township, along the Des Moines River, coal also abounds, but is yet
mined only in limited quantities.
Next to a coal mine, as an essential element in the improvement and
development of a county, is the article of good building stone.
Indeed, where timber is plenty, the former may be the most
conveniently dispensed with. In having an abundance of good building
stone distributed in quarries throughout the country, along nearly
all the streams, Dallas County is highly favored. Both sandstone and
limestone are found, though the former is principally used for
building purposes. It is easily quarried, readily dressed, and found
to be durable.
The foundation and caps and sills of the Court House in Adel, and
other buildings, are tests of the superior quality of this stone. On
Bulger Creek, near DeSoto, the same quality of stone is found which
has acquired so high a reputation in Madison County. Quick-lime is
manufactured in many places, but the best is obtained from a species
of limestone found scattered over the surface of some portions of
the county, entirely detached from any quarry or regular strata, and
termed here "lost rocks." The lime made from them is of a very
superior quality. Good brick are manufactured in different
localities, for which suitable clay and sand exist in sufficient
abundance. The rivers afford an abundance of excellent gravel. One
who is curious in such matters, may in a short time, on any one of
the gravel bars along North Raccoon River, collect a geological
cabinet embracing a large variety of stones, shells and pebbles,
many of which are very beautiful. Near Adel, on Miller's Branch of
North Raccoon, is a two-foot vein of a species of pipe-stone of
beautiful and variegated appearance. When first exposed to the air
it is soft and easily cut to any shape, but hardens when dried. It
is also susceptible of a fine polish, and is of a lead color, with
reddish streaks passing through it.
The right of the Indians to
occupy the territory embraced within this county did not cease until
the Fall of 1845. It is not strange, however, that before the
Indians had all left, the fine groves of timber along the Raccoon
Rivers, with the rich, rolling intervening prairies, should have
attracted the adventurous pioneer.
In January, 1846, Samuel Miller came to look at the country. He had,
in October, 1845, removed from Gibson County, Indiana, to Jefferson
County in this state. On the 12th day of March, 1846, about 12
o'clock M., he arrived with his family and settled in Adel Township,
on a claim, his being the first white family that settled in Dallas
County. Others came with their families a few days later, and some
without families came at the same time, among whom were Wilson
Miller, John Longmeyer, Tristram Davis, Henry Stump, John Wright,
Noah Staggs, Levi A. Davis, George Hills, Archibald Crowl, and Mrs.
Sarah Ellis. Most of these families were from Vermillion County,
Illinois. This was the first settlement made in the county. In the
Fall of 1846 George P. Garoutte took a claim on North Raccoon, on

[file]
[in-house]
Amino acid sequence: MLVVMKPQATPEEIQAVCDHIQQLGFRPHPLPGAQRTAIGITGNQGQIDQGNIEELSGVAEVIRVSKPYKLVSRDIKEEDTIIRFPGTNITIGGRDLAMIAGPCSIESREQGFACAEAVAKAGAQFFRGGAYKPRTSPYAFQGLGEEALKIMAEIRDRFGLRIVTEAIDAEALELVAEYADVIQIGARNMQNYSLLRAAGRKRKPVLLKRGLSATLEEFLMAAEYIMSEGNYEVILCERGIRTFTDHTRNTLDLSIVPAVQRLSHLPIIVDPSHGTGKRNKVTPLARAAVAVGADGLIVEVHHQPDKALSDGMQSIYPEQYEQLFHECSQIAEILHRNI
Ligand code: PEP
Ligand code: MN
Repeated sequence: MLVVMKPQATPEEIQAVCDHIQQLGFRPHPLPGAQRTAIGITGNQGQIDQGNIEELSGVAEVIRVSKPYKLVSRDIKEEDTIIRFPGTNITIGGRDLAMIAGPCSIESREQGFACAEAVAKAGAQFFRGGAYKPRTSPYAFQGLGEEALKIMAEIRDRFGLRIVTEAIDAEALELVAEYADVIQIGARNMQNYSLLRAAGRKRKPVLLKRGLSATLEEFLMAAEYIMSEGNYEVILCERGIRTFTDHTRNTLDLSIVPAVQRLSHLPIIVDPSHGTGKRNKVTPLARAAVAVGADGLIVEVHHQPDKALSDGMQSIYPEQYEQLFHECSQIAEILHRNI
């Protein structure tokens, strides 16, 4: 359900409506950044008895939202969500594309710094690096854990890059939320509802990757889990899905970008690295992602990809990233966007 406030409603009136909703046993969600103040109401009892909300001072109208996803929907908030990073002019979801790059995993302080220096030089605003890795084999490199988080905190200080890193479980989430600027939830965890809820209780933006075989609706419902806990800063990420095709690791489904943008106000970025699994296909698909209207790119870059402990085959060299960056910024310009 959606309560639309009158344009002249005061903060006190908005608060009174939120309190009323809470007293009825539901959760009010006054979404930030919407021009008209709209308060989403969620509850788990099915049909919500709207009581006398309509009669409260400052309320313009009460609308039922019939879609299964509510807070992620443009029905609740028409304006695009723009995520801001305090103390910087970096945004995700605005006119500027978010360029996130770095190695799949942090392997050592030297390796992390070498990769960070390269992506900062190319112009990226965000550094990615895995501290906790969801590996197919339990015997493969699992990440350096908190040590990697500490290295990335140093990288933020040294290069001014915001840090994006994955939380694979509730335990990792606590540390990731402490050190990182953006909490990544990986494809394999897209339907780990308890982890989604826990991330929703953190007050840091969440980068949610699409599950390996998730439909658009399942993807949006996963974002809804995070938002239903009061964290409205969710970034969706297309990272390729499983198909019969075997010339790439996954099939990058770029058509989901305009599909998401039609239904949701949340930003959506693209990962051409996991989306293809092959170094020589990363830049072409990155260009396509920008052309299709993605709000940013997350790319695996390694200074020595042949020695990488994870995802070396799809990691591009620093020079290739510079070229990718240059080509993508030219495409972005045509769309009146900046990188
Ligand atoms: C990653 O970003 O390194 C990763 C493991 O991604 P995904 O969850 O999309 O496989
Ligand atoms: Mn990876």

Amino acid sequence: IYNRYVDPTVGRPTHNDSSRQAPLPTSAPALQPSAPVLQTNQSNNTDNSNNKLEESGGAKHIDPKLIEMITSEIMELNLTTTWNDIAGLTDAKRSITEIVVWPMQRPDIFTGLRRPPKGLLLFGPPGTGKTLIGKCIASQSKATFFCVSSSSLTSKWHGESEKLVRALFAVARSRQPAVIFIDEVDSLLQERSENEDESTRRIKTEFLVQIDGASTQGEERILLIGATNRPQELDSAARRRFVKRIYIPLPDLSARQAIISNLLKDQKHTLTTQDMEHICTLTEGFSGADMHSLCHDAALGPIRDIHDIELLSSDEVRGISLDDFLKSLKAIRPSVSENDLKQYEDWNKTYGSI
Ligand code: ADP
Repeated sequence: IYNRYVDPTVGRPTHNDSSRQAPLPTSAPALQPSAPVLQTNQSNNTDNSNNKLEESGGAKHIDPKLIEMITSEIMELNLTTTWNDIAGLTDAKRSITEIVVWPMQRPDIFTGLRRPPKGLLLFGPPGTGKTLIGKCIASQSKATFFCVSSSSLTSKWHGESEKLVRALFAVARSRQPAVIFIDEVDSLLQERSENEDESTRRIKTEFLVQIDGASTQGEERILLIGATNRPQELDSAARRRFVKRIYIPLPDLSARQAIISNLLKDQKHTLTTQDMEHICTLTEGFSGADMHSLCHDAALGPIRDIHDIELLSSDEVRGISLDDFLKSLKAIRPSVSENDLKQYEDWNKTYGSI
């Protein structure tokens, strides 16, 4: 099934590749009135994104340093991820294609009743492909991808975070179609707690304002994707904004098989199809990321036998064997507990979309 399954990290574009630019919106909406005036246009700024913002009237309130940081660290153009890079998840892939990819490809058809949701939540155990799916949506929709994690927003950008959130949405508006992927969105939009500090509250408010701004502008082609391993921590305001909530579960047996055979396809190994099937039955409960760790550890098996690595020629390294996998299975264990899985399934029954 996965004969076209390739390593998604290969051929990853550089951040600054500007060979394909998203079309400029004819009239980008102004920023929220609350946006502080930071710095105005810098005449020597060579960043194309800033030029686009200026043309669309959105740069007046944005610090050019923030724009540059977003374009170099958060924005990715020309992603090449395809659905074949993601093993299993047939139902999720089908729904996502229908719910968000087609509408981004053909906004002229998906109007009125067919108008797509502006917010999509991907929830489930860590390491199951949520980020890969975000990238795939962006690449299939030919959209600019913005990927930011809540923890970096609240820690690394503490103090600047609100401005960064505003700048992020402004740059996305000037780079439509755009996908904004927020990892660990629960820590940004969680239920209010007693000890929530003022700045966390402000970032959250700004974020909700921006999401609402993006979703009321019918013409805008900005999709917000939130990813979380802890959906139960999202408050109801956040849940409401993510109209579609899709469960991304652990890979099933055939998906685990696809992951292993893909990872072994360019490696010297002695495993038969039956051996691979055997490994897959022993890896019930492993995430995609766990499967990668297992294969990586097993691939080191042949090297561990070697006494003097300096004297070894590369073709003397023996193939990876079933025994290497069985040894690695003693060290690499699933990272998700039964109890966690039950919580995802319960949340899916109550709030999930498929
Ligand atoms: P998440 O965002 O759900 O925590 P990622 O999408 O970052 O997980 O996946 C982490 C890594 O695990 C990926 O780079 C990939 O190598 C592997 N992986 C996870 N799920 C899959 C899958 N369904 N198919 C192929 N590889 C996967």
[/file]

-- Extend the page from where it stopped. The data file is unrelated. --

what proved, when the land was sectionized, to be section 6,
township 79, range 27, and about the geographical center of the
county. Others very soon settled in the same vicinity, among whom
were Z. Babcock, Adam Vinage and Harvey Adams.
In the year 1846 Elijah T. Miller, a son of Wilson Miller, made a
claim on what is now the town site of Adel. Subsequently, when the
commissioners came to locate the county seat, he relinquished a
portion of his claim, and sold the remainder to a man named Thomas
Butler. A branch near the northwest part of the town is now known as
During the Spring of 1846 the first settlement was also made in
Boone Township, in the southeast corner of the county, by George and
Shobal Hayworth. They were soon followed by William D. Boone, J. C.
Goodson, Richard Golden, Daniel Flinn, and a family named Neal.
Among the early settlers were also the Huston Brothers, George
Knight and a Mr. Lane.
Walnut Township, north of
Boone, was first settled by C. B. Snow, and Messrs. Hoff, Strahl,
Duncan and Cutler, also in 1846.
O. D. Smalley was the first to settle in Des Moines, the northeast
corner township of the county. He was from Missouri, and came in the
Spring of 1847. The next settler in that township was Judah Leming,
Jr., from Jefferson County in this state, who came the same year. He
died about eighteen years ago in Warren County. Among those who
followed soon and took up claims in Des Moines Township were Messrs.
Rhoads, Snyder, Harlow and Robbins.
Union Township, in the southwest corner of the county, began to
settle in 1847. The first who erected his claim cabin there, was
David Dally, and it stood on the land now embraced in the town plat
of Wiscotta. He sold his claim to Thomas Cavenaugh & Brothers, who
settled on it, and subsequently laid out the town of New Ireland,
now called Redfield. About the same time, or shortly after, the
following settlers came in; Colonel Owen, Humphrey Smith, Leroy
Lambert, L. D. Hewit, George W. Noel, John Hays, Peter and John
Cook, John Fee. Thomas Elliott, George B. Warden, and John,
Adam, Nelson and William Caves. The above list embraces most of the
pioneers of this township-those who were obliged to live on boiled
corn. At this time the nearest mill was at Oskaloosa, and to make a
trip there and back with an ox-team, required from ten days to two
weeks. Oskaloosa was the nearest point to a mill, except the "Stamp
Mill," run by horse power, started on the 24th of December, 1846, by
Samuel Miller, or "Uncle Sammy," as every body familiarly called
him. This was the pioneer mill of Dallas County, and had one small
set of burrs, and was what is generally termed a "corn-cracker." Its
completion was made the occasion of a grand Christmas jollification
among the settlers.
The first death that occurred in Union Township, was a child of
David Daily, in 1848. Thomas Elliott was the post master of the